Surprisingly, we need to take a leaf out of our children’s books…
We all know that childhood nursery rhyme about Motherduck losing her flock over the hill; but don’t forget that one by one they all seemed to return, because the chicks simply yearned for that nurturing again. Sounds familiar? Well, whether we care to admit it or not, we all need a bit of Motherduck TLC from time to time.
Funnily enough, childhood stories actually reinforce important sociological concepts for all ages. I have found this, myself, when reading children’s stories; the hidden message is maybe something I also need to remind myself of, and not just the kids. As we become adults and as life becomes busy we can lose touch of those significant values in their raw form. So, today, as Children’s Book Week is fast approaching, I took myself back to the favourites of Dr Seuss and The Little Engine That Could, to appreciate their hidden subtexts more deeply. I started to identify that simplicity is not a lack of depth, but it’s really where the magic grows.
“A person’s a person, no matter how small.” – Dr Seuss
The gift of giving is something like no other, and there is no shortage of childhood books that communicate how to treasure our friendships. However, us adults seem to resort to the giving of a materialistic gift all too quickly, when really the gift of time, care and the like is so much more powerful.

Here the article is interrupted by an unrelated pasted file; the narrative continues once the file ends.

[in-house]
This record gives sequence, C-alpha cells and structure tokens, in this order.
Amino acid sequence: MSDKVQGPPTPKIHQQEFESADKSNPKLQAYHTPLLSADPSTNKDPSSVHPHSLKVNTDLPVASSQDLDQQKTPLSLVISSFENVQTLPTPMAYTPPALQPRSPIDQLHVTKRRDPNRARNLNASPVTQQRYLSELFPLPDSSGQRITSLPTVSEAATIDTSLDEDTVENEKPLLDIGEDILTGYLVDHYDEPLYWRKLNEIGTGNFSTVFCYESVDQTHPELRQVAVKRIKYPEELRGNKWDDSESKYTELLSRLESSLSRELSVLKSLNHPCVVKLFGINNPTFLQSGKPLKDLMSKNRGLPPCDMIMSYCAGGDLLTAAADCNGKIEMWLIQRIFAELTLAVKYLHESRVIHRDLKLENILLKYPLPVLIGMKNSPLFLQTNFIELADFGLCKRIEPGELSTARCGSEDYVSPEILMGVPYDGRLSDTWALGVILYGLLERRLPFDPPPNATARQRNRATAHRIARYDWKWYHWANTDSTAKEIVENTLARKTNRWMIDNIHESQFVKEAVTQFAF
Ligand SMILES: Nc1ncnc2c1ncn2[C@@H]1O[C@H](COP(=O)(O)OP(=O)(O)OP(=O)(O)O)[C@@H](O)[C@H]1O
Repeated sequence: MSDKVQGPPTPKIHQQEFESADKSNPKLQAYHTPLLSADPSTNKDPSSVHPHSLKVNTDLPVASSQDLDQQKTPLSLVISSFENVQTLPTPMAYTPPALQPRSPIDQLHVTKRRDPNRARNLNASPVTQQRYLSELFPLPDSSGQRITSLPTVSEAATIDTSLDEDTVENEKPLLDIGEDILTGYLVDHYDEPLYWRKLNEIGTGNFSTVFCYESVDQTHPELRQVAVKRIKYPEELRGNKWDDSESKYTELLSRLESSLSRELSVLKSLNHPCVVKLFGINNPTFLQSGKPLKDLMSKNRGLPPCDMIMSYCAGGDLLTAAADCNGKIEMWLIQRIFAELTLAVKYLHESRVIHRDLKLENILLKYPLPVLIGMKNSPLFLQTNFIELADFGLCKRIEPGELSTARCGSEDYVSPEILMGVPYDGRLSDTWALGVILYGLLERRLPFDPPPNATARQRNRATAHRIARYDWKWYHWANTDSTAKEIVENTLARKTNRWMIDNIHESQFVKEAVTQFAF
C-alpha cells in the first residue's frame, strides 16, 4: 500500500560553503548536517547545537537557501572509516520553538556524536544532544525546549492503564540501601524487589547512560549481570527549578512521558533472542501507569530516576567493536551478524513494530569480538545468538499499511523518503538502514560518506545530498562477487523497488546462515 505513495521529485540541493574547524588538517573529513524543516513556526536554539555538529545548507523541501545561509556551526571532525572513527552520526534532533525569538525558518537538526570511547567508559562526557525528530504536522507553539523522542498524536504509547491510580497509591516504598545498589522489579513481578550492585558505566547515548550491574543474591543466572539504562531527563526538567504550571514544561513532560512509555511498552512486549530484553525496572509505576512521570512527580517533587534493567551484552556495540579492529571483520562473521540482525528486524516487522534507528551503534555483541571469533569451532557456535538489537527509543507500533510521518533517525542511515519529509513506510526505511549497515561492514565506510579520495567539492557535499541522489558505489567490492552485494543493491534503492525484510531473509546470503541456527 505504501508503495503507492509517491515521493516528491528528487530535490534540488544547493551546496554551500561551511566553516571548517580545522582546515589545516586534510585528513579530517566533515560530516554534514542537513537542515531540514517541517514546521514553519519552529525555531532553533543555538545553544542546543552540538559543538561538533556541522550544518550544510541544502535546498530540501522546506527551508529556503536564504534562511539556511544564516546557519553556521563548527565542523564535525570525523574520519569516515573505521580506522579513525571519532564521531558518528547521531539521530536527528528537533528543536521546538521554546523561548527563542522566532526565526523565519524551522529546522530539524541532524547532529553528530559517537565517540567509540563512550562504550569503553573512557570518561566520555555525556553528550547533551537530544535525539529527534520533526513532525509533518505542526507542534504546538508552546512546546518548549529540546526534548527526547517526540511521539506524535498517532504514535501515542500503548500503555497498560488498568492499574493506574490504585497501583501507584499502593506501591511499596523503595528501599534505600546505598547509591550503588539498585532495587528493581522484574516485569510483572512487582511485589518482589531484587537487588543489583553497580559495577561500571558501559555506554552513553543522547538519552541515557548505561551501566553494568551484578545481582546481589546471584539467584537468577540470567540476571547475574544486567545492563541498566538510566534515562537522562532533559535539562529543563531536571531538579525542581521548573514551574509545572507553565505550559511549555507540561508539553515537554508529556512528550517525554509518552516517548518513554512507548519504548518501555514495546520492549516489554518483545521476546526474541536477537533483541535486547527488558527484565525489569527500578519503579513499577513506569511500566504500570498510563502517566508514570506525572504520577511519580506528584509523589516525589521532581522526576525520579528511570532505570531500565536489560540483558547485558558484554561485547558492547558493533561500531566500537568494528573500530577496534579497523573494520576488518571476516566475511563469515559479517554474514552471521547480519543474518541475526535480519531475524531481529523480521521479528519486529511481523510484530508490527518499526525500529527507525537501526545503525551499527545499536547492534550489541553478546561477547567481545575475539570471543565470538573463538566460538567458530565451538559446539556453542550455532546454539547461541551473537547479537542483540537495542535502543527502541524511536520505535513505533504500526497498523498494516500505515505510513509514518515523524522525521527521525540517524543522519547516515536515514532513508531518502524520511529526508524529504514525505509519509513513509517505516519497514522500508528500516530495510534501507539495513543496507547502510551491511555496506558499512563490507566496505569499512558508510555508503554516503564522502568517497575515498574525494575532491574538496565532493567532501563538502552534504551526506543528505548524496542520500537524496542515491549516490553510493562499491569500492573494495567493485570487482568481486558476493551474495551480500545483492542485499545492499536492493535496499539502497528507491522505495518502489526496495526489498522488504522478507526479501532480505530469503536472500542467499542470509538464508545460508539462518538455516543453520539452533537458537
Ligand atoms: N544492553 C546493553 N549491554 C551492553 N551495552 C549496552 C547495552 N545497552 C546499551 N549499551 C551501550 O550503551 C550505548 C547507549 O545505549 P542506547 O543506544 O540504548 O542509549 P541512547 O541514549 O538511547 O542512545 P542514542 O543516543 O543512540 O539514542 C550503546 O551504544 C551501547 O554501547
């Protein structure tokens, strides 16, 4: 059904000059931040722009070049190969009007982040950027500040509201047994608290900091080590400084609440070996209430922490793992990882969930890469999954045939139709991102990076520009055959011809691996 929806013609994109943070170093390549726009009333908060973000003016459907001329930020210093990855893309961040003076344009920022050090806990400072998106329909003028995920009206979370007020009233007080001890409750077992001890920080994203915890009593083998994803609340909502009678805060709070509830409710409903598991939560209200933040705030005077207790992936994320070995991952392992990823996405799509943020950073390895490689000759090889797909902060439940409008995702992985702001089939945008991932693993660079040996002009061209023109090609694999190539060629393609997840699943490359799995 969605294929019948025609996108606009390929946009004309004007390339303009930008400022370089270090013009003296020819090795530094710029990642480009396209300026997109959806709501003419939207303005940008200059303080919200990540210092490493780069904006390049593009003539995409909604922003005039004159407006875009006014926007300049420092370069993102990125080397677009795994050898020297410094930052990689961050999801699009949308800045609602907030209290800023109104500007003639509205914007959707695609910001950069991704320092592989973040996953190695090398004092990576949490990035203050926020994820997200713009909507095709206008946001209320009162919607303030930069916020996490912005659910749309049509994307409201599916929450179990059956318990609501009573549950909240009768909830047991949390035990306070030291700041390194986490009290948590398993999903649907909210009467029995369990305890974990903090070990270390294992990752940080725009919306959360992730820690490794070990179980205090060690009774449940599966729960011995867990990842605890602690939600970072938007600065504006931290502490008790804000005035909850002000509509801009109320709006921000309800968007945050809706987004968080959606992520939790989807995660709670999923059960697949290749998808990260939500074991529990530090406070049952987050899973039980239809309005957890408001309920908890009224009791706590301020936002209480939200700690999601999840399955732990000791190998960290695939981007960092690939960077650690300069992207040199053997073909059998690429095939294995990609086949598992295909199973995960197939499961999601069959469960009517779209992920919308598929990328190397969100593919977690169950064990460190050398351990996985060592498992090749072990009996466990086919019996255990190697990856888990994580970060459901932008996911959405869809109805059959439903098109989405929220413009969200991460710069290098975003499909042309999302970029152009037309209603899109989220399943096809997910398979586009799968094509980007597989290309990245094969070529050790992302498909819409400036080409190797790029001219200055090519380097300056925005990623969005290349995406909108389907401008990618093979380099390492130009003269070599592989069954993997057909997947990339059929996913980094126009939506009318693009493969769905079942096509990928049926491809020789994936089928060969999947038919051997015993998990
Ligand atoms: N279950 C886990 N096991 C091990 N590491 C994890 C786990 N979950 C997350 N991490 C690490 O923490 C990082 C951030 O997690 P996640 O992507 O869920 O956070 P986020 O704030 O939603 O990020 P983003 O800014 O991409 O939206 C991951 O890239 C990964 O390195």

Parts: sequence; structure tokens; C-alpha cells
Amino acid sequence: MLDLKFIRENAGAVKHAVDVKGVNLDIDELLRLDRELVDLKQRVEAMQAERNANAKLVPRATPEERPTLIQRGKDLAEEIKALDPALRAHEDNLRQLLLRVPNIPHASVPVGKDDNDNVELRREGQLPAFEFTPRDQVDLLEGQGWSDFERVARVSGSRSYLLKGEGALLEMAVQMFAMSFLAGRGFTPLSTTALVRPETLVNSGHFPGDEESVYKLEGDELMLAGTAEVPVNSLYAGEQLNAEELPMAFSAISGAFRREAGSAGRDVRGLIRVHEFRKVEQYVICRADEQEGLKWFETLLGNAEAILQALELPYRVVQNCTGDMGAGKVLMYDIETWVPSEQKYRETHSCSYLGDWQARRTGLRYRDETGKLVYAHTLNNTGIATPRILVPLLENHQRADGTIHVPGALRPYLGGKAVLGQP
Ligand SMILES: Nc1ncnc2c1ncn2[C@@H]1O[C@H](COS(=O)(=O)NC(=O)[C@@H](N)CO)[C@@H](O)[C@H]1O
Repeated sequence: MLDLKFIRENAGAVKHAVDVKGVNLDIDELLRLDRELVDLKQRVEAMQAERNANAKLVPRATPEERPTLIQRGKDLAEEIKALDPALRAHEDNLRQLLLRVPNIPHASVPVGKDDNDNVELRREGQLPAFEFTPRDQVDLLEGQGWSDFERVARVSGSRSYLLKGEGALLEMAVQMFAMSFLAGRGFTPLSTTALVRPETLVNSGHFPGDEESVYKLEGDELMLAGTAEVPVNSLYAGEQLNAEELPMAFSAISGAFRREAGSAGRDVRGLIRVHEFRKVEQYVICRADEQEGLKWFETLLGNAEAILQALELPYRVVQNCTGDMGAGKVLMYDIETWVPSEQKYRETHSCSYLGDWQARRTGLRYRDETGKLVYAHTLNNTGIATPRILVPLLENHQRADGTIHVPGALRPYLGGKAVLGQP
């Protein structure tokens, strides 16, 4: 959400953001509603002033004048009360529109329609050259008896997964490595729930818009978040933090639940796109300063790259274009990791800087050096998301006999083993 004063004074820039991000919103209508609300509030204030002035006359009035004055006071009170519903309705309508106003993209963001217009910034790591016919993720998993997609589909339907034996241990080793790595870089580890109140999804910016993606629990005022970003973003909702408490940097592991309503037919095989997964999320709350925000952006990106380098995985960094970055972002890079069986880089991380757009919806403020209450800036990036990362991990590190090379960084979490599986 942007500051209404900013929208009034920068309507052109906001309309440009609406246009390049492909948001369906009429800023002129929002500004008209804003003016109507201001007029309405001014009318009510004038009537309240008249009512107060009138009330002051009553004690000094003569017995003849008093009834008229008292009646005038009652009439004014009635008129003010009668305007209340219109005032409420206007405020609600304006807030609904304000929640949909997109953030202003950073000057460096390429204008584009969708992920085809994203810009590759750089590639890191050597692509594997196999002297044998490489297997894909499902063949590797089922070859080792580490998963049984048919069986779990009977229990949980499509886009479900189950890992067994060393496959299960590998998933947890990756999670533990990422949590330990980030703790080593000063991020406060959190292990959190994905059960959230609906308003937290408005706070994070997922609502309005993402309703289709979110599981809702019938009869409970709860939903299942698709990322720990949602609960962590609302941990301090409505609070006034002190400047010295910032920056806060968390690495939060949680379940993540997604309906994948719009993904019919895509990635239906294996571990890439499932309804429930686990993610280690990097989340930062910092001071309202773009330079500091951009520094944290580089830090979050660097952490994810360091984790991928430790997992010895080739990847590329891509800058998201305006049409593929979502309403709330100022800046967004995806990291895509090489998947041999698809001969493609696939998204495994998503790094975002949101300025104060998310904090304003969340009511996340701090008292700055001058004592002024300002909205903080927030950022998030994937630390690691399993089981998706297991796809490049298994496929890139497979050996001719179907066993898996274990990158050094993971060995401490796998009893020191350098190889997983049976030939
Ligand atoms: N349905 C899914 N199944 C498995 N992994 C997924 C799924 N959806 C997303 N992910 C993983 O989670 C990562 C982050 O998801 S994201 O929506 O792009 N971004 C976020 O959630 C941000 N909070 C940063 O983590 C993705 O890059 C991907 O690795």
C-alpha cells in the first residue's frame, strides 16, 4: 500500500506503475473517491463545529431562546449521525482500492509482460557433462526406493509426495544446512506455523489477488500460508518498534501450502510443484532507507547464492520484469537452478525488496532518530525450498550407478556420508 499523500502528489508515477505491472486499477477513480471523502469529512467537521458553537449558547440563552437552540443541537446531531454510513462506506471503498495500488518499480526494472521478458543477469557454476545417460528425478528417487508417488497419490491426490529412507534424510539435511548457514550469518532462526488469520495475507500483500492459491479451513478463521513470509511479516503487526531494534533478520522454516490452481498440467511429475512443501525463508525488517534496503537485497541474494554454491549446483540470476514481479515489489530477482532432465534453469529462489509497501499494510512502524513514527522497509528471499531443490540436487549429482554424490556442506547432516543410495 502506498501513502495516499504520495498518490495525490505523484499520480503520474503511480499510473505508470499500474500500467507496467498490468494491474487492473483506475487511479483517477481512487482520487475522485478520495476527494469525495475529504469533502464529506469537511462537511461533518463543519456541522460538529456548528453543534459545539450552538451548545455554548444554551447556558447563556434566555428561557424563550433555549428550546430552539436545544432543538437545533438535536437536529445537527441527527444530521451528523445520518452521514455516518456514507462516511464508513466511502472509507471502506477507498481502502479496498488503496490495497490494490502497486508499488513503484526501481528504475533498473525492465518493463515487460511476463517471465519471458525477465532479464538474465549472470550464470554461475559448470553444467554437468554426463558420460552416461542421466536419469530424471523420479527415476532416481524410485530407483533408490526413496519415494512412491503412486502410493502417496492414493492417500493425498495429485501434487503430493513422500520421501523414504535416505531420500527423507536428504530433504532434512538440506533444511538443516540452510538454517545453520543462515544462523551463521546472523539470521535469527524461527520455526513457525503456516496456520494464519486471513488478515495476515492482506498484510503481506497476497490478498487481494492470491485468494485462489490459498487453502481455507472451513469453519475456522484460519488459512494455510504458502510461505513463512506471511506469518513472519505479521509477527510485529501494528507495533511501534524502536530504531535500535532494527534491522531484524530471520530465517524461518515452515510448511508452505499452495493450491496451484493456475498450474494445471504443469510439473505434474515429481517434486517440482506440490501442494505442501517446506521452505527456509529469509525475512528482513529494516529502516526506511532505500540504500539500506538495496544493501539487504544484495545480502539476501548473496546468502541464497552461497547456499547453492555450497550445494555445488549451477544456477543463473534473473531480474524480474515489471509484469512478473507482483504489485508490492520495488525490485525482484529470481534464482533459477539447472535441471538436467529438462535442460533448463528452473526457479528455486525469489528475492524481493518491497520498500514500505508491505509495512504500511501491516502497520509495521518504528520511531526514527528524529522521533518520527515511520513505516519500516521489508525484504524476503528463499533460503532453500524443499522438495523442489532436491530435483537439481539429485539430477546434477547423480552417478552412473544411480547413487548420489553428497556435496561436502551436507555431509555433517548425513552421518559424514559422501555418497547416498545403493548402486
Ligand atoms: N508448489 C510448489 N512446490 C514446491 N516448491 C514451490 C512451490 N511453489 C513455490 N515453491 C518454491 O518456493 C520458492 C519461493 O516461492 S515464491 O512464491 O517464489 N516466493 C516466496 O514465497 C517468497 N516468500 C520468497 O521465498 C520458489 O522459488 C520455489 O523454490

Re-connecting with family and old friends can be a daunting task. Life gets busy and we lose track of those treasured people, not necessarily because they’re not worth our time, but because we simply don’t have enough time in the day. One thing leads to another, time passes and it seems like a chore to contact them because there will be SO MUCH to catch up on. Yes, it is cliché, but there is no time like the present. If there is a friend you have been thinking of, maybe take the time to check in with them? You’d be surprised how much of a gift to people that can be.
“Unless someone like you cares a whole awful lot, nothing is going to get better. It’s not.” – Dr Seuss
‘Escape to everywhere’ is this year’s Children’s Book Week motto, a phrase that really encapsulates a child’s imagination. Their mission is to achieve positive social impact by engaging the community, something that truly aligns with us here at Family Clean. Alexander McCall Smith’s The Perfect Hamburger, in all its scrumptious narration, also denotes an underlying tale of corporate greed and the fate of small businesses forced to compete with big chains. The resolution in the end is for the small business to use their secret recipe. Such a parable also resonates with us, here at Family Clean; we want to bring our secret recipe, spreading the goodness, into your home and many more.
“The more that you read, the more things you will know. The more that you learn, the more places you’ll go.” – Dr Seuss